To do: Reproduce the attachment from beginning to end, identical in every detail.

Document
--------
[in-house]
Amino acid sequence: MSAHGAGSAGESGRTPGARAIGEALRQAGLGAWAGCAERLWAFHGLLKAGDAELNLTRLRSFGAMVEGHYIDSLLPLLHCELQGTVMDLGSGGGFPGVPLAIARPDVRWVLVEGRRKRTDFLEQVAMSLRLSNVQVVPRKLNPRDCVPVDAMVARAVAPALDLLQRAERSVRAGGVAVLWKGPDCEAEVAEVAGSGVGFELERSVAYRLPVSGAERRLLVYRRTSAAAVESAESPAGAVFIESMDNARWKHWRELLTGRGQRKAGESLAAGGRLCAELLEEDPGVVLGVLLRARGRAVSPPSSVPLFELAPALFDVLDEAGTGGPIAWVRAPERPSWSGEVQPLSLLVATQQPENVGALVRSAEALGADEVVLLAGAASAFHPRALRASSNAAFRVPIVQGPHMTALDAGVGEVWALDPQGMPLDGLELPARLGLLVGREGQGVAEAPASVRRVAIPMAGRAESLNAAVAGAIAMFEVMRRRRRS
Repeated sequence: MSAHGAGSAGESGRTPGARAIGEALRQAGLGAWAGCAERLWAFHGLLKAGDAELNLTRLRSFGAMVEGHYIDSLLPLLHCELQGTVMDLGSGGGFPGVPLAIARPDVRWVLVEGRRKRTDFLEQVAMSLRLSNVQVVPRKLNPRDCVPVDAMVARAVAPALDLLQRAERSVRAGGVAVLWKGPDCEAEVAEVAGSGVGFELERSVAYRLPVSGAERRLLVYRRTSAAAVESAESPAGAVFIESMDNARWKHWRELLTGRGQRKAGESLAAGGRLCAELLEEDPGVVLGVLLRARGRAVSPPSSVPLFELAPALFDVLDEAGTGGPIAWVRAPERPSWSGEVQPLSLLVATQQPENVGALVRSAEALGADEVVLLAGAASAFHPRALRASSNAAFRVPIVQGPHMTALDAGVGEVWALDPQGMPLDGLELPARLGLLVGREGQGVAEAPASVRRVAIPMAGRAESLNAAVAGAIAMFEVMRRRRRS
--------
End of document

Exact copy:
[in-house]
Amino acid sequence: MSAHGAGSAGESGRTPGARAIGEALRQAGLGAWAGCAERLWAFHGLLKAGDAELNLTRLRSFGAMVEGHYIDSLLPLLHCELQGTVMDLGSGGGFPGVPLAIARPDVRWVLVEGRRKRTDFLEQVAMSLRLSNVQVVPRKLNPRDCVPVDAMVARAVAPALDLLQRAERSVRAGGVAVLWKGPDCEAEVAEVAGSGVGFELERSVAYRLPVSGAERRLLVYRRTSAAAVESAESPAGAVFIESMDNARWKHWRELLTGRGQRKAGESLAAGGRLCAELLEEDPGVVLGVLLRARGRAVSPPSSVPLFELAPALFDVLDEAGTGGPIAWVRAPERPSWSGEVQPLSLLVATQQPENVGALVRSAEALGADEVVLLAGAASAFHPRALRASSNAAFRVPIVQGPHMTALDAGVGEVWALDPQGMPLDGLELPARLGLLVGREGQGVAEAPASVRRVAIPMAGRAESLNAAVAGAIAMFEVMRRRRRS
Repeated sequence: MSAHGAGSAGESGRTPGARAIGEALRQAGLGAWAGCAERLWAFHGLLKAGDAELNLTRLRSFGAMVEGHYIDSLLPLLHCELQGTVMDLGSGGGFPGVPLAIARPDVRWVLVEGRRKRTDFLEQVAMSLRLSNVQVVPRKLNPRDCVPVDAMVARAVAPALDLLQRAERSVRAGGVAVLWKGPDCEAEVAEVAGSGVGFELERSVAYRLPVSGAERRLLVYRRTSAAAVESAESPAGAVFIESMDNARWKHWRELLTGRGQRKAGESLAAGGRLCAELLEEDPGVVLGVLLRARGRAVSPPSSVPLFELAPALFDVLDEAGTGGPIAWVRAPERPSWSGEVQPLSLLVATQQPENVGALVRSAEALGADEVVLLAGAASAFHPRALRASSNAAFRVPIVQGPHMTALDAGVGEVWALDPQGMPLDGLELPARLGLLVGREGQGVAEAPASVRRVAIPMAGRAESLNAAVAGAIAMFEVMRRRRRS